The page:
The NTP design is such that accidental or malicious data modification (tampering) or destruction (jamming) at a time server should not in general result in timekeeping errors elsewhere in the synchronization subnet. However, the success of this approach depends on redundant time servers and diverse network paths, together with the assumption that tampering or jamming will not occur at many time servers throughout the synchronization subnet at the same time. In principle, the subnet vulnerability can be engineered through the selection of time servers known to be trusted and allowing only those time servers to become the synchronization source. The authentication procedures described in Appendix C represent one mechanism to enforce this; however, the encryption algorithms can be quite CPU-intensive and can seriously degrade accuracy, unless precautions such as mentioned in the description of the transmit procedure are taken.
While not a required feature of NTP itself, some implementations may include an access-control feature that prevents unauthorized access and controls which peers are allowed to update the local clock. For this purpose it is useful to distinguish between three categories of access: those that are preauthorized as trusted, preauthorized as friendly and all other (non-preauthorized) accesses. Presumably, preauthorization is accomplished by entries in the configuration file or some kind of ticket-management system such as Kerberos [STE88]. In this model only trusted accesses can result in the peer becoming the synchronization source. While friendly accesses cannot result in the peer becoming the synchronization source, NTP messages and timestamps are returned as specified.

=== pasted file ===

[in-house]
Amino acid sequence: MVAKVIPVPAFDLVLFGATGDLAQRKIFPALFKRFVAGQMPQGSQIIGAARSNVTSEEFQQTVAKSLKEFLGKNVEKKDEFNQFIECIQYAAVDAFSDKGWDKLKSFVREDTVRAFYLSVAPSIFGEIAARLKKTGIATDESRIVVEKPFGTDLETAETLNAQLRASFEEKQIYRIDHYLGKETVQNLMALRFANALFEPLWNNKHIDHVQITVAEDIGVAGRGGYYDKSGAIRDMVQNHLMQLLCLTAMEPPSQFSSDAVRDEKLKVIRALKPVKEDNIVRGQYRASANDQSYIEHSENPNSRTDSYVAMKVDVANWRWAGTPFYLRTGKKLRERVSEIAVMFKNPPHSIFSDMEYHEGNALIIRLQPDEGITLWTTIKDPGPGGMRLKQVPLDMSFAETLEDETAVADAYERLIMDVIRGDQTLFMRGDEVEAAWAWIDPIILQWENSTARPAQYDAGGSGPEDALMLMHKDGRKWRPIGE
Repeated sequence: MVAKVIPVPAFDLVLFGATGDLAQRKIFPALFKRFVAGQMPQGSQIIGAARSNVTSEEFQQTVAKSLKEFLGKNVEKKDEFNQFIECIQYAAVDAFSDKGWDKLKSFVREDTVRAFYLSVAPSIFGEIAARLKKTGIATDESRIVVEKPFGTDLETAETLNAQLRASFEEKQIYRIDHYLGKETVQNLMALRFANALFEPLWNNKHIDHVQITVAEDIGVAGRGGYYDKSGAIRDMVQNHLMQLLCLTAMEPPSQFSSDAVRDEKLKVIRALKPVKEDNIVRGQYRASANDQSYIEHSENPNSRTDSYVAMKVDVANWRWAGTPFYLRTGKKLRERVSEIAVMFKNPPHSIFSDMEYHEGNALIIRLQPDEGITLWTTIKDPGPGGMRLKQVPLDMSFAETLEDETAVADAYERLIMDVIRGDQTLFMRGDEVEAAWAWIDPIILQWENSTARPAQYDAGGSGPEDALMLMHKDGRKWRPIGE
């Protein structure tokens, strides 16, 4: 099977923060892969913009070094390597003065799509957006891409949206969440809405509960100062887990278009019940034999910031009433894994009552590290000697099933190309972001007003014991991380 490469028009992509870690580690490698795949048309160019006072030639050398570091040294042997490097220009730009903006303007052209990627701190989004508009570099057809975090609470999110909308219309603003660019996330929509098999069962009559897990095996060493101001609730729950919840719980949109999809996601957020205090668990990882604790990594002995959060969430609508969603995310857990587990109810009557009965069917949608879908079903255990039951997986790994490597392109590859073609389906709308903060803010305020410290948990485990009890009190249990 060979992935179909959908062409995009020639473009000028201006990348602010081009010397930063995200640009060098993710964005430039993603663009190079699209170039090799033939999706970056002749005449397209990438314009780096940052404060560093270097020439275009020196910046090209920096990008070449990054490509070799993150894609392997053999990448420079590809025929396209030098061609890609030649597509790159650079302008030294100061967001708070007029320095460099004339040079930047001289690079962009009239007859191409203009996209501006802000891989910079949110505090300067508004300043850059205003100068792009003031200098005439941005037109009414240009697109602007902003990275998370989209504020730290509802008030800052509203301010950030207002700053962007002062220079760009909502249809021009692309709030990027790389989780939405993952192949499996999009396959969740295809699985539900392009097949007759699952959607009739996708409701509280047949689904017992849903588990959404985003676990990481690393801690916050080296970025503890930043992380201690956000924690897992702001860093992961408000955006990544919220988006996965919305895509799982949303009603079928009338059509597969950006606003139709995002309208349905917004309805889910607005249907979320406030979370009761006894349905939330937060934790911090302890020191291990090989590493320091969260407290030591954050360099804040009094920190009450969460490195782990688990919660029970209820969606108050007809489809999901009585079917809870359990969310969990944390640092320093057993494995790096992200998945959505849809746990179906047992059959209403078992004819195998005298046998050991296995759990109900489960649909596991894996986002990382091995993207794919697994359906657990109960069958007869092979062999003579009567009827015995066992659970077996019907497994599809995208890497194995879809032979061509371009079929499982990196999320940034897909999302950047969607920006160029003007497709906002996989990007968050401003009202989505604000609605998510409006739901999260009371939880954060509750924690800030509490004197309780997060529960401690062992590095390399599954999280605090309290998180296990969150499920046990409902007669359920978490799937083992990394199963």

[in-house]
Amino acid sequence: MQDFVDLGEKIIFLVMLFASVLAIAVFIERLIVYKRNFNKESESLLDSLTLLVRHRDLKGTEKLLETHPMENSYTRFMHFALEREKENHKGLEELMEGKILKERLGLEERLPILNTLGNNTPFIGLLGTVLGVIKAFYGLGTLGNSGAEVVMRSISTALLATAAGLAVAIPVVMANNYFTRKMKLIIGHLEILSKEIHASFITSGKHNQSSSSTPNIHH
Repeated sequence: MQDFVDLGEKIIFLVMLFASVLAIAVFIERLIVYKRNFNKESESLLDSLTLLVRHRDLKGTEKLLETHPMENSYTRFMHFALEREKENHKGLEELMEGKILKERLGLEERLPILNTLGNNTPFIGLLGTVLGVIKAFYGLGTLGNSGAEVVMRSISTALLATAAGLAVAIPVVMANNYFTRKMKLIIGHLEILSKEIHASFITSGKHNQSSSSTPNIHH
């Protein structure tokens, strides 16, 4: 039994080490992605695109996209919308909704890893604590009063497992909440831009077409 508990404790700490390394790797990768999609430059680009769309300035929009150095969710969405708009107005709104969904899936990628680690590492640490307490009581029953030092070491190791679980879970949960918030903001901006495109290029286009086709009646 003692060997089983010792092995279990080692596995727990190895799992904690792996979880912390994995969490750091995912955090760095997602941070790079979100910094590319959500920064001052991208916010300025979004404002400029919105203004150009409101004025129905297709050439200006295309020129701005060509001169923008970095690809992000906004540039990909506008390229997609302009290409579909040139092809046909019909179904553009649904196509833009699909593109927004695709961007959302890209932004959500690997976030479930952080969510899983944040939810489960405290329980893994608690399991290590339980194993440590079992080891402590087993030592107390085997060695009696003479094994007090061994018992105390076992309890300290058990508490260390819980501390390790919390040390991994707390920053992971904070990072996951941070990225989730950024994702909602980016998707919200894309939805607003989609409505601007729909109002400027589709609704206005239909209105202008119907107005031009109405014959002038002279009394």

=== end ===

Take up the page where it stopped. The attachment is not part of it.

It does not seem useful to maintain a secret clock, as would result from restricting non-preauthorized accesses, unless the intent is to hide the existence of the time server itself. Well-behaved Internet hosts are expected to return an ICMP service-unavailable error message if a service is not implemented or resources are not available; however, in the case of NTP the resources required are minimal, so there is little need to restrict requests intended only to read the clock. A simple but effective access-control mechanism is then to consider all associations preconfigured in a symmetric mode or client mode (modes 1, 2 and 3) as trusted and all other associations, preconfigured or not, as friendly.
If a more comprehensive trust model is required, the design can be based on an access-control list with each entry consisting of a 32-bit Internet address, 32-bit mask and three-bit mode. If the logical AND of the source address (pkt.peeraddr) and the mask in an entry matches the corresponding address in the entry and the mode (pkt.mode) matches the mode in the entry, the access is allowed; otherwise an ICMP error message is returned to the requestor. Through appropriate choice of mask, it is possible to restrict requests by mode to individual addresses, a particular subnet or net addresses, or have no restriction at all. The access-control list would then serve as a filter controlling which peers could create associations.